East London D-day hero chaplain remembered

A South London woman has unearthed a tragic story of a Leytonstone chaplain killed in World War Two after discovering his name on an antique suitcase.  As the local paper, the News Shopper, reported, ‘Jenni Crane, 35, bought the suitcase last year when shopping in Crystal Palace with the intention of using it as decoration and storage for her shoe collection.  But when she discovered the name Rev GEM Parry and E11 postcode written on it, she started a journey of discovery about the life of the military chaplain.

George Edward Maule Parry was briefly the curate at John’s Church, in Church Lane, Leytonstone, in the early 1940s before he was killed on June 6, 1944.  Parry was serving with the 6th airborne division and was killed aged 29 while defending wounded men during a German raid on a medical aid post.’

The Argus, Melbourne, reported on July 12, 1944: “Parry was killed with a knife or bayonet while defending helpless wounded men during a German raid on a medical aid post. The Germans set upon the wounded in a frenzied state, shooting and bayoneting them, Rev. Parry threw himself between the Nazis and the wounded troops.”

Military chaplains are unarmed.

Writing in the Times shortly after Parry’s death, the Bishop of Barking described his local links: “The Rev.George Edward Maule Parry, C.F., was one of four sons of Canon Allen James Parry, till recently Vicar of St. Peter’ s, Upton Cross, and Rural Dean of West Ham. All four were on service, two in the Regular Army. Two have now given their lives for their country, Peter in North Africa in November, 1942, and now George in France. George was educated at Farnfields Preparatory School, Bickley; Weymouth College; King’ s College, London; and he was trained for Holy Orders at Bishop’ s College, Cheshunt. I have watched his career from childhood. At every turn he had amply fulfilled expectations, and I entertained high hopes of him when he began his ministry under Canon Brown, Vicar of St. John’ s, Leytonstone, a masterhand, in 1938.His vicar died on the day that war began and George was severely tested in having to take charge of an important parish while still scarcely fledged. He won the love of the people, as he did some months later when he took charge of a Forest Gate parish, whose vicar was a chaplain to the forces. In 1941 he joined up as a chaplain himself and served for 19 months in West Africa. In 1942 he was transferred to the Parachute Regiment with which he preceeded to the invasion. Already several fine chaplains have lost their lives in France. George Parry adds lustre to their number.”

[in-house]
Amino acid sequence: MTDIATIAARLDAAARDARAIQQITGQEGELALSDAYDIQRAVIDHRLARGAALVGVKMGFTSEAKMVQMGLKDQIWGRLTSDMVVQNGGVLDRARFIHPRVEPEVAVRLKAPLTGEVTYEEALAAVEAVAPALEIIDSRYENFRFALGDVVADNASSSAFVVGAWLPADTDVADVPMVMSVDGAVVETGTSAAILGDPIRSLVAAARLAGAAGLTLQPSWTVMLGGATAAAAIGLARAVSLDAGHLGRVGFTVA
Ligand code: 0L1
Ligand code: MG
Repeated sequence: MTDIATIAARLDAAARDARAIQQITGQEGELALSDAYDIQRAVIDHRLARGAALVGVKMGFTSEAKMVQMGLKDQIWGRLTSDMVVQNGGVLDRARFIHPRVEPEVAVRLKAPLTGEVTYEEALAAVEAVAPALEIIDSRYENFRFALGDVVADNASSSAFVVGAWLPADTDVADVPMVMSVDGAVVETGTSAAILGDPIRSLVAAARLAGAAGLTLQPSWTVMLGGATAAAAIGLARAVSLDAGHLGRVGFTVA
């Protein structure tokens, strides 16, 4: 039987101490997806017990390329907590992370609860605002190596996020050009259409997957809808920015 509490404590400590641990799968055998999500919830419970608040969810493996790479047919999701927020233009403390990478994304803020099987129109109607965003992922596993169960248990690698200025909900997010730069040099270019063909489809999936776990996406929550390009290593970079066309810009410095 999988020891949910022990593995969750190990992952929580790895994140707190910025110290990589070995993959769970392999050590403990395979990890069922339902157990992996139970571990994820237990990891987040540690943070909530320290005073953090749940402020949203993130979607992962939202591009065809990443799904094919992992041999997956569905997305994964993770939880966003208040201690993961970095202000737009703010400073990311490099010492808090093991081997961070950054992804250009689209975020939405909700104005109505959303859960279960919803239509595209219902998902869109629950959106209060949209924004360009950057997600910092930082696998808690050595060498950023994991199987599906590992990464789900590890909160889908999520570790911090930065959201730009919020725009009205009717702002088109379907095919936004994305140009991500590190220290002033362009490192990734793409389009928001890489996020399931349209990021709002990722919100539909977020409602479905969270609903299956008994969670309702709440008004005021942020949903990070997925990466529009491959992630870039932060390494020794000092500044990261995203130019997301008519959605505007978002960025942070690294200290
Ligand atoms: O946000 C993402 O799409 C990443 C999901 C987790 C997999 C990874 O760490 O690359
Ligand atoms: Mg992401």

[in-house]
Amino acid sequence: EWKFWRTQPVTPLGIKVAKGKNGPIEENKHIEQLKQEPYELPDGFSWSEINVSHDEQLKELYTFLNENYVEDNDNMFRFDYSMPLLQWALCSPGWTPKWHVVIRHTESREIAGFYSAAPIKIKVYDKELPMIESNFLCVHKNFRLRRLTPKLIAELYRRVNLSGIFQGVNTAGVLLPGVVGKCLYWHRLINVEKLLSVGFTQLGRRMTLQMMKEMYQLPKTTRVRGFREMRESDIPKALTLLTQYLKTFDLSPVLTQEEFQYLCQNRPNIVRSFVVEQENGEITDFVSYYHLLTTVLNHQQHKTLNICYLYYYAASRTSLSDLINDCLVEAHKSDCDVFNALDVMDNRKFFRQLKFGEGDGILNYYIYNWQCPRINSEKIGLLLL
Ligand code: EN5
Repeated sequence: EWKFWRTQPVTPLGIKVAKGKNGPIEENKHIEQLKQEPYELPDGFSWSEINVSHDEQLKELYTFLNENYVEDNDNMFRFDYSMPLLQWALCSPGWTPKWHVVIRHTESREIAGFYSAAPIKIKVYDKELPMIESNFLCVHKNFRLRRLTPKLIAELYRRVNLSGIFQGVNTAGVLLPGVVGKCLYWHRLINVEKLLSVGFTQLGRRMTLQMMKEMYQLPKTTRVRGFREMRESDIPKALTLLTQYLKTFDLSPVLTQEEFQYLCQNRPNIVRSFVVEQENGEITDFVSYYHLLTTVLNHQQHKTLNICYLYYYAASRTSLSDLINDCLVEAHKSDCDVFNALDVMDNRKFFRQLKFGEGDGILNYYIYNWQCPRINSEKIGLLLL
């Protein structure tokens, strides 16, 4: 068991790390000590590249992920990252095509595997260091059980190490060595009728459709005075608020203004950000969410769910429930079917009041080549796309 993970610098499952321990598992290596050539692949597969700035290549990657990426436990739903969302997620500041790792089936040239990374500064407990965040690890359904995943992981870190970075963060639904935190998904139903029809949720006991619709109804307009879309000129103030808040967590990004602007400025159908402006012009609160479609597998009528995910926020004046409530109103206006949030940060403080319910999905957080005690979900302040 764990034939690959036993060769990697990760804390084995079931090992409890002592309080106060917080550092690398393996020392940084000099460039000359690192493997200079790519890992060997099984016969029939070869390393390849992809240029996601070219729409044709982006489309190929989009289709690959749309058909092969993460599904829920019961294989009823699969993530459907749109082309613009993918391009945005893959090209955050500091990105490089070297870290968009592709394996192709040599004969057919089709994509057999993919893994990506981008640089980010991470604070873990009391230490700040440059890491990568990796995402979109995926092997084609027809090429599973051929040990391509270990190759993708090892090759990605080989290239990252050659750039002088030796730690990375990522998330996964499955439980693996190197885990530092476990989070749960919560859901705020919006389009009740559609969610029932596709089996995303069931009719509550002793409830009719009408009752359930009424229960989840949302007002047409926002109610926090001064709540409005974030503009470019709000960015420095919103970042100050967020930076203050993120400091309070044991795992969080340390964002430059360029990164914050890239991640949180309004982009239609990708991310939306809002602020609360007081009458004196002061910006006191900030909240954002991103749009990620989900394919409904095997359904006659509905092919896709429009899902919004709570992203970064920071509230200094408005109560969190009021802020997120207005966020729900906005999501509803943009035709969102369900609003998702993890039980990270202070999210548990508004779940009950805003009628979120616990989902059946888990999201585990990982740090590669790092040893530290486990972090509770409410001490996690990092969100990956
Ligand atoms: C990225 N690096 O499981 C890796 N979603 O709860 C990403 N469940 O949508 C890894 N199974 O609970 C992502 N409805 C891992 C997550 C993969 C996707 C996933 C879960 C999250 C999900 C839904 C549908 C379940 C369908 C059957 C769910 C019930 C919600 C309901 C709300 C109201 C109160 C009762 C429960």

Jenni Crane is making BBC Radio 4 programme about the forgotten soldier, speaking to antiques experts while searching for family members. Alongside the radio documentary, Ms Crane has started a campaign to get recognition for Padre Parry and for him to be awarded a medal.

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One Comment on “East London D-day hero chaplain remembered”

  1. Elizabeth Maddocks (nee Parry) Says:

    My father, Ivor Allen Parry, was George Parry’s cousin. My father was in the RAF and was in North Africa from 1941 until the end of 1944 and I believe he was able to visit Peter Parry’s grave while out there.

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